You’ll notice he initially signed off on his posts as Jay Gordon, MD, FAACP. After a couple of us mocked him for it, he reverted to plain old “jay”. :)

  25. #25 zayzayem
    December 23, 2008

    I love (??) how Dr Gordon and Dr Sears just happily peddle their quacktastic “I have no proof, but you should think about it” claims – while in the background the parents of teh children keep saying how they did not give one of their autiostic kids MMR.

    MMR is a “suspicious vaccine” that should be avoided in “at risk” families according to these quacks. Yet while being presented with facts that no MMR-autism link has been established, and that direct evidence that avoiding MMR won’t stop your baby getting autism, they just go on their “la-la-la-la” chant.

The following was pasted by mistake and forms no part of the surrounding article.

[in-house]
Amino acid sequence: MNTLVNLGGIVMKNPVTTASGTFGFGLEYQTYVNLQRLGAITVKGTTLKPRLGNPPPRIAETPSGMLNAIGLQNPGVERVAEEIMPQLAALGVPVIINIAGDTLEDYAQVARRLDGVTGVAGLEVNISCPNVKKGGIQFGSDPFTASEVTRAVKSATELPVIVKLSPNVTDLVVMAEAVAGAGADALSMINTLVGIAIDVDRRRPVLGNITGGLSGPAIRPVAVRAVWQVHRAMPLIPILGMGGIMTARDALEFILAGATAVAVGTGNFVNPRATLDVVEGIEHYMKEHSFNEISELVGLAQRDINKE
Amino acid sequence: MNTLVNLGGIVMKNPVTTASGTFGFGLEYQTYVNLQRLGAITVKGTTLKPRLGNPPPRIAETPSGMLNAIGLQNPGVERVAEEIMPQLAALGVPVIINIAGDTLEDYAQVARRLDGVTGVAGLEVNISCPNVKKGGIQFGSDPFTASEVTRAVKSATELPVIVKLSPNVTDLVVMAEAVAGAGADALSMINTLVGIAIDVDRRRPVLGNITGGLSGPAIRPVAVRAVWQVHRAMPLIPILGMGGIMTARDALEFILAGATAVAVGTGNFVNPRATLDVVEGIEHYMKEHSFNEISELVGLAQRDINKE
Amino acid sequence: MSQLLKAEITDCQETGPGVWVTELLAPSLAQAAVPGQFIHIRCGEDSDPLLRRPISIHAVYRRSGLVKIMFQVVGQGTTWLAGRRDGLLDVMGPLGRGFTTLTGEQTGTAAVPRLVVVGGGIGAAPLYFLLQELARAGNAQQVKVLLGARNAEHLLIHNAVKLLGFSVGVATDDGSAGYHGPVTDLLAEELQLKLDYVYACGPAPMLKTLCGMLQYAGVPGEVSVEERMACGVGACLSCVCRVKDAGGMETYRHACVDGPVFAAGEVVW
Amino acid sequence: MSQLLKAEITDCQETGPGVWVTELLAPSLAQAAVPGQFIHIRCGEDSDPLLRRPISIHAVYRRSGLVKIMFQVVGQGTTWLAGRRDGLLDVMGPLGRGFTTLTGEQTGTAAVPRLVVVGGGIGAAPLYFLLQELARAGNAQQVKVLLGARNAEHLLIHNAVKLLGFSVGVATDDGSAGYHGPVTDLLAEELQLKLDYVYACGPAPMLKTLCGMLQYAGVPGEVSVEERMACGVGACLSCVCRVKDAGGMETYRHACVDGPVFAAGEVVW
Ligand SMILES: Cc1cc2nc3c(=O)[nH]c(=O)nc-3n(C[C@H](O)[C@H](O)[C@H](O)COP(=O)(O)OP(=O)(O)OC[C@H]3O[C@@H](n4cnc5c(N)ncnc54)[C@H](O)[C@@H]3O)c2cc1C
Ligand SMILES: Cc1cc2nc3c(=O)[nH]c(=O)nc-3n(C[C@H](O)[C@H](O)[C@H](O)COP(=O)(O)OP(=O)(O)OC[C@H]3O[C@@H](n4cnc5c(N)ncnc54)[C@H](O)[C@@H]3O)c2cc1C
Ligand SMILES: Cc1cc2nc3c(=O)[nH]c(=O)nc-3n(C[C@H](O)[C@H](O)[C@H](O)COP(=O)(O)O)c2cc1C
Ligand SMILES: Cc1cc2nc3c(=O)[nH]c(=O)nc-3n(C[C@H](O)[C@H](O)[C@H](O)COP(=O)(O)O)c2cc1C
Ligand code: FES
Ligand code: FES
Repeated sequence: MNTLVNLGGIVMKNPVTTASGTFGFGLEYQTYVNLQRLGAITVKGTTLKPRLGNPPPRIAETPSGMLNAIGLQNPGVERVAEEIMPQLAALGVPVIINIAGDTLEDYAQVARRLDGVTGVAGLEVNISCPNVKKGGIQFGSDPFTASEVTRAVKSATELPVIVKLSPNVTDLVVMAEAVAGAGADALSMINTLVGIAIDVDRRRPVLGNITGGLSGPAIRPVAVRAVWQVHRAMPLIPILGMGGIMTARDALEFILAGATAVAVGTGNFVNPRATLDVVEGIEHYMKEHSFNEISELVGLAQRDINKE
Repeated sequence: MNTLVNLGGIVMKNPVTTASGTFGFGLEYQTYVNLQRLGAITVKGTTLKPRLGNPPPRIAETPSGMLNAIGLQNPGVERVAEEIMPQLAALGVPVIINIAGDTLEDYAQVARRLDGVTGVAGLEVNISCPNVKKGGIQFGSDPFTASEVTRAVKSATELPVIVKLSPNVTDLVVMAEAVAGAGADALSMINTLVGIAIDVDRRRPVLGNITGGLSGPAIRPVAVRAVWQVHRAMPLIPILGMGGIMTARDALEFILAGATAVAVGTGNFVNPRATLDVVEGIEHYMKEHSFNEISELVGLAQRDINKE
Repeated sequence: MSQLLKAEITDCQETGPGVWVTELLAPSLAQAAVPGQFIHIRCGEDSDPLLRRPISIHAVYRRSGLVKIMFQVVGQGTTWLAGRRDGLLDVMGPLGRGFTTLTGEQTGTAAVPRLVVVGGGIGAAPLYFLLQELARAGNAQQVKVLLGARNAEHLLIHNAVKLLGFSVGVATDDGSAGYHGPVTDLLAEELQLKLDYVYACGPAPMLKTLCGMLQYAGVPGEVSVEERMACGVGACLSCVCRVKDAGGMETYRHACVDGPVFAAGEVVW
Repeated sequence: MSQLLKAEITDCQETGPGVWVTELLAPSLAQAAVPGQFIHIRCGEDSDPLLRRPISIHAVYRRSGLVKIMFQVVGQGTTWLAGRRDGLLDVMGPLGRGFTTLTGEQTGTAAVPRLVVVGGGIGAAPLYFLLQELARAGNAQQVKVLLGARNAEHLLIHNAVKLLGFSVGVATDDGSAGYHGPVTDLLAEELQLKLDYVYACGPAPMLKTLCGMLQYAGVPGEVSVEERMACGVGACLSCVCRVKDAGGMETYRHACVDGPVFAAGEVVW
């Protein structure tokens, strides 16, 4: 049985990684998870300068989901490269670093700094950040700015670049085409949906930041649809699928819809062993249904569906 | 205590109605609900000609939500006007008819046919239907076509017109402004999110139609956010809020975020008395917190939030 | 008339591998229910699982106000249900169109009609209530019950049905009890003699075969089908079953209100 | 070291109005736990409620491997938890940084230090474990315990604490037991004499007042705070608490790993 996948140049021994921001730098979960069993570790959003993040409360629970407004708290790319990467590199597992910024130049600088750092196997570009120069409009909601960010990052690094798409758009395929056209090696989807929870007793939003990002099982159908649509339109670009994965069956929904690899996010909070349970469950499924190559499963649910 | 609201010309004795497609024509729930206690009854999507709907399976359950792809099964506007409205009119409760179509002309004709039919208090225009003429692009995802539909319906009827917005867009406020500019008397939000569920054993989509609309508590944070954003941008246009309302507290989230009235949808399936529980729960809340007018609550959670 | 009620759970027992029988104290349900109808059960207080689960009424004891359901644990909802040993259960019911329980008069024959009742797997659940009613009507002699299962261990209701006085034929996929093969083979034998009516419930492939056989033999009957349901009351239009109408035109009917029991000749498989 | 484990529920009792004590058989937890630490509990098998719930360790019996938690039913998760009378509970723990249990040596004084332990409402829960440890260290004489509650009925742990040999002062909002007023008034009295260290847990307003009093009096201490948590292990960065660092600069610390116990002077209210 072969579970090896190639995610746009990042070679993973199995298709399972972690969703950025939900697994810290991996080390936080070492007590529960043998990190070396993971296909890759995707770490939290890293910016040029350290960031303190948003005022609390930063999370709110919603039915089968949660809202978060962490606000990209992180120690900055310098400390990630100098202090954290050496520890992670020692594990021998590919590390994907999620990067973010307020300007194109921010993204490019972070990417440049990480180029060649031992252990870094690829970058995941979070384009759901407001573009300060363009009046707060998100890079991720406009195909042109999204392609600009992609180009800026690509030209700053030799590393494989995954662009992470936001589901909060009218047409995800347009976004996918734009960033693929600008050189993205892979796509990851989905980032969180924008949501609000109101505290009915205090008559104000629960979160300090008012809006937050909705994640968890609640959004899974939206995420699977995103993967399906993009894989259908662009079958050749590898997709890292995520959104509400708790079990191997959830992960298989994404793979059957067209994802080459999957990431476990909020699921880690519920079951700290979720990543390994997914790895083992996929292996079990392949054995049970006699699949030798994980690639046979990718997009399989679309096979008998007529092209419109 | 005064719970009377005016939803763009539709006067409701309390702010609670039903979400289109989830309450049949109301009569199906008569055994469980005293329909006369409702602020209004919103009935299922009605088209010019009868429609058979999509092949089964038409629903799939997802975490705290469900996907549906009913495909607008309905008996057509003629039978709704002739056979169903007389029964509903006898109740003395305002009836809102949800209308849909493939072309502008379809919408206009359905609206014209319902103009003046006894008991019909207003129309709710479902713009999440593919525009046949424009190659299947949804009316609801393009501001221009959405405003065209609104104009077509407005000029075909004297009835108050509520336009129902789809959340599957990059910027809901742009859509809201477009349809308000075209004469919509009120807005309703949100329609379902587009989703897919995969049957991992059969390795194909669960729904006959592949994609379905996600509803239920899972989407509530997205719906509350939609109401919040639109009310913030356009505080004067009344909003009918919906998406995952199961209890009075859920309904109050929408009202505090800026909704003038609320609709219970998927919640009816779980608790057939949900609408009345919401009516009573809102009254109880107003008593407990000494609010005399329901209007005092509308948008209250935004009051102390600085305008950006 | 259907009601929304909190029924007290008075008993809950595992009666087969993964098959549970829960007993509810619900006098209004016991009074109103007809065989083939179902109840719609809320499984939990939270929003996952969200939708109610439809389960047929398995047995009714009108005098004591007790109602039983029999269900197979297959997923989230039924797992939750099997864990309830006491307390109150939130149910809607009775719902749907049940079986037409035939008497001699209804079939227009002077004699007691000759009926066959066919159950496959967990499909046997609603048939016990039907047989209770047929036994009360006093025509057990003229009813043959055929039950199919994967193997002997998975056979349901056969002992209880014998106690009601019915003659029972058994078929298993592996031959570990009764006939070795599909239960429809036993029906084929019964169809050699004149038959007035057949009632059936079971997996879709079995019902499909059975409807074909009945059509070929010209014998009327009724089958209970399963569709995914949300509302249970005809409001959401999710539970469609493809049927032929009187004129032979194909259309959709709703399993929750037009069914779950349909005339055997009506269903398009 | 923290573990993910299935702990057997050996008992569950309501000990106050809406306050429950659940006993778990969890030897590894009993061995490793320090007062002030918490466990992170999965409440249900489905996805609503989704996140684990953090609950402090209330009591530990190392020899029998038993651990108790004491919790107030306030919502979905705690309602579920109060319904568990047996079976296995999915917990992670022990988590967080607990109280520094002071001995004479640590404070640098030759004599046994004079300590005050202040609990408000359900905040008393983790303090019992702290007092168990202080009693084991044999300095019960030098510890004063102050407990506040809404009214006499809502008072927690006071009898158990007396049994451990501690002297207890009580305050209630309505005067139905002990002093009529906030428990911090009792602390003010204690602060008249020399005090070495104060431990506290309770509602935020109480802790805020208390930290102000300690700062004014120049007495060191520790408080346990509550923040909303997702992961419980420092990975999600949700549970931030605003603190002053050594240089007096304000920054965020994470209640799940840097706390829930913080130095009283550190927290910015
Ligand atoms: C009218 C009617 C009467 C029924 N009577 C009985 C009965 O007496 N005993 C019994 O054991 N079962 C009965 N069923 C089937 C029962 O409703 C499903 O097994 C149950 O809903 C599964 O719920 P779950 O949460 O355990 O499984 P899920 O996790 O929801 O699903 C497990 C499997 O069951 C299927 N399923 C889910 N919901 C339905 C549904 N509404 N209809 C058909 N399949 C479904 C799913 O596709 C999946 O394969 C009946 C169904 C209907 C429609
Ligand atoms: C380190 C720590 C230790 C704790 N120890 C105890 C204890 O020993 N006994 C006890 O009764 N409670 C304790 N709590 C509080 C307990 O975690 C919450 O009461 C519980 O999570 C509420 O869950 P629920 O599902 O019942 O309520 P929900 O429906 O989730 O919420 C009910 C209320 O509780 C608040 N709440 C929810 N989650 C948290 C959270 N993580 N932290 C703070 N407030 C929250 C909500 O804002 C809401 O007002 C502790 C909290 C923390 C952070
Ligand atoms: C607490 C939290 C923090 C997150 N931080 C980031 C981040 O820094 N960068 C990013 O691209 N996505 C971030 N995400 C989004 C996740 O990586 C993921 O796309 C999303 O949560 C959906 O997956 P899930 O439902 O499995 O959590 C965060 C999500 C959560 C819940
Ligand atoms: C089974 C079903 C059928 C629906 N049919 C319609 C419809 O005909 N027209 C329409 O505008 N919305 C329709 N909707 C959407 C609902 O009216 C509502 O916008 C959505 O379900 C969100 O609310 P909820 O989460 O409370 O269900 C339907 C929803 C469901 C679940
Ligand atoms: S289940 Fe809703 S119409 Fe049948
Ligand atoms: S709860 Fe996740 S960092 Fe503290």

26. #26 Dr Benway
    December 23, 2008

    Parents make me read awful books. Today I was given something about “The Starving Brain.” I don’t have time to formally and politely and specifically poop all over the bad clams or claims within.

    We need a loud buzzer. Let’s call it the FAIL buzzer. When a doctor says, “There’s no proof however in my clinical experience…” we go, “BZZZZ!” Then we say, “Oh dear, supposition’s not good enough now is it?” or whatever snarky thing conveys the point that someone’s brain just stopped working properly.

  27. #27 Dr Benway
    December 23, 2008

    Hi Dangerous Bacon,

    I read your link. So Dr. Gordon has seen kids have neurological problems shortly after getting vaccinated.

    As a developmentalist, is he not aware that the communication delays typical of autism become evident somewhere between the first and second birthdays –a period overlapping the vaccine schedule?

  28. #28 Chris
    December 24, 2008